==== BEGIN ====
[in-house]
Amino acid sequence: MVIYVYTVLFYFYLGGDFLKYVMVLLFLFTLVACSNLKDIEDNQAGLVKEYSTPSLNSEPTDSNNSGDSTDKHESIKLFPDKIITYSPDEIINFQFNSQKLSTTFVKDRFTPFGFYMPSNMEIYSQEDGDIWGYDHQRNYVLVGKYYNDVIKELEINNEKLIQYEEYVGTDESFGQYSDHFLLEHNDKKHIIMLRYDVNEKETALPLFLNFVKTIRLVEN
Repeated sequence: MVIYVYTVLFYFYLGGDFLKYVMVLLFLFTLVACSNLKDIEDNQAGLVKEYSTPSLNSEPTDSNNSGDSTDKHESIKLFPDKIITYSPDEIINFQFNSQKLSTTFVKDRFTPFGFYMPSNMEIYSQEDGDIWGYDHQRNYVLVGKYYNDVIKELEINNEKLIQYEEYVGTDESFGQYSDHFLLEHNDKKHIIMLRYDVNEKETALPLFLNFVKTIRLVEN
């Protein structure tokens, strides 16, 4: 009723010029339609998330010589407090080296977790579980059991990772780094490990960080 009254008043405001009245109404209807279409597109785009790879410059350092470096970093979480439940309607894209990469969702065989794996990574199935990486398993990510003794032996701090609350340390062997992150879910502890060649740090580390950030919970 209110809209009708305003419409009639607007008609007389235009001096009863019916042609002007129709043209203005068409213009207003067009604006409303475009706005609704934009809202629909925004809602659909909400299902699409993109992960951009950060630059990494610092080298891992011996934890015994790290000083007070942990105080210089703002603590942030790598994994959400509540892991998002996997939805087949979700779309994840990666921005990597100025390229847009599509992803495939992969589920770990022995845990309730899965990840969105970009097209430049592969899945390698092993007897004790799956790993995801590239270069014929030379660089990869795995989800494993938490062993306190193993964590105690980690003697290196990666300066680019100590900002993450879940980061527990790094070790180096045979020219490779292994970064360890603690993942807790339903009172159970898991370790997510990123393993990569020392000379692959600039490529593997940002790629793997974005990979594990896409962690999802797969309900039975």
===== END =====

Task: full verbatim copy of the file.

[in-house]
Amino acid sequence: MVIYVYTVLFYFYLGGDFLKYVMVLLFLFTLVACSNLKDIEDNQAGLVKEYSTPSLNSEPTDSNNSGDSTDKHESIKLFPDKIITYSPDEIINFQFNSQKLSTTFVKDRFTPFGFYMPSNMEIYSQEDGDIWGYDHQRNYVLVGKYYNDVIKELEINNEKLIQYEEYVGTDESFGQYSDHFLLEHNDKKHIIMLRYDVNEKETALPLFLNFVKTIRLVEN
Repeated sequence: MVIYVYTVLFYFYLGGDFLKYVMVLLFLFTLVACSNLKDIEDNQAGLVKEYSTPSLNSEPTDSNNSGDSTDKHESIKLFPDKIITYSPDEIINFQFNSQKLSTTFVKDRFTPFGFYMPSNMEIYSQEDGDIWGYDHQRNYVLVGKYYNDVIKELEINNEKLIQYEEYVGTDESFGQYSDHFLLEHNDKKHIIMLRYDVNEKETALPLFLNFVKTIRLVEN
């Protein structure tokens, strides 16, 4: 009723010029339609998330010589407090080296977790579980059991990772780094490990960080 009254008043405001009245109404209807279409597109785009790879410059350092470096970093979480439940309607894209990469969702065989794996990574199935990486398993990510003794032996701090609350340390062997992150879910502890060649740090580390950030919970 209110809209009708305003419409009639607007008609007389235009001096009863019916042609002007129709043209203005068409213009207003067009604006409303475009706005609704934009809202629909925004809602659909909400299902699409993109992960951009950060630059990494610092080298891992011996934890015994790290000083007070942990105080210089703002603590942030790598994994959400509540892991998002996997939805087949979700779309994840990666921005990597100025390229847009599509992803495939992969589920770990022995845990309730899965990840969105970009097209430049592969899945390698092993007897004790799956790993995801590239270069014929030379660089990869795995989800494993938490062993306190193993964590105690980690003697290196990666300066680019100590900002993450879940980061527990790094070790180096045979020219490779292994970064360890603690993942807790339903009172159970898991370790997510990123393993990569020392000379692959600039490529593997940002790629793997974005990979594990896409962690999802797969309900039975």